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Can decongestants spike your blood pressure? What to know about hypertension and cold medicine

September15 | iStock / Getty Images Plus
September15, iStock / Getty Images Plus.

The University of Kentucky Public Relations and Strategic Communications Office provides a weekly health column available for use and reprint by news media. This week's column is by Vincent Sorrell, M.D., chief of cardiology at UK HealthCare’s Gill Heart & Vascular Institute.

LEXINGTON, Ky. (Dec. 18, 2023) — It’s the season for respiratory viruses and the cough, congestion and sore throats they bring. There are many options for over-the-counter (OTC) remedies and relief, but if you have high blood pressure, you may want to take a closer look at the label. Some may contain warnings that advise against taking if you have high blood pressure. Others contain high levels of sodium, which can also increase blood pressure.

Some OTC decongestants contain pseudoephedrine, a drug that works by constricting the blood vessels to reduce nasal swelling. But with those blood vessels narrowed, blood pressure increases. For the 122 million Americans with hypertension, decongestants can raise an already elevated blood pressure to dangerous levels and increase the chance of heart attack and stroke.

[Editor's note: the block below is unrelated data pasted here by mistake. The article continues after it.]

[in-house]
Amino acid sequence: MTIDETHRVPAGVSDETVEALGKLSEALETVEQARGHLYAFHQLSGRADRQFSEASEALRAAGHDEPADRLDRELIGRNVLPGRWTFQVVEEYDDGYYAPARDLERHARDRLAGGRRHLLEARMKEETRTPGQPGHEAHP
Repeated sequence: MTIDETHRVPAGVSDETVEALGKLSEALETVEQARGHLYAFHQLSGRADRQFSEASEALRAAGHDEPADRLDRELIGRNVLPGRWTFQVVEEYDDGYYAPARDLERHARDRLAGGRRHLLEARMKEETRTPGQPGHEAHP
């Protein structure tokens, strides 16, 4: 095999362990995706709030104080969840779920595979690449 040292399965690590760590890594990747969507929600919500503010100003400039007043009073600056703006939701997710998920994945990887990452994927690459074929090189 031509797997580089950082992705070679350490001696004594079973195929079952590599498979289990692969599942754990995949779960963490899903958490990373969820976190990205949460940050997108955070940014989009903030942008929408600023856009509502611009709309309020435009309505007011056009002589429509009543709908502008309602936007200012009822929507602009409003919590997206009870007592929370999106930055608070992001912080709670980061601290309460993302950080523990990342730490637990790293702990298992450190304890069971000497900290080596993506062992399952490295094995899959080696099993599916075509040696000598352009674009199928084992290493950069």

Many OTC cold and flu medicines now have a version formulated specifically for those with high blood pressure. Allergy medicines can also relieve stuffy or runny noses without adverse side effects, just as cough medicines and expectorants to help clear mucus.

If you need relief from cold and sinus congestion without medication, try these at-home remedies:

  • Use a saline rinse to move saltwater through the nasal passages to clear out mucus.
  • Drink extra fluids to help thin the mucus.
  • Use a humidifier to moisten the air in your home and help clear your sinuses.
  • Get plenty of rest.

If your symptoms persist, and you’re concerned about which decongestant is the best for you, talk to your doctor.

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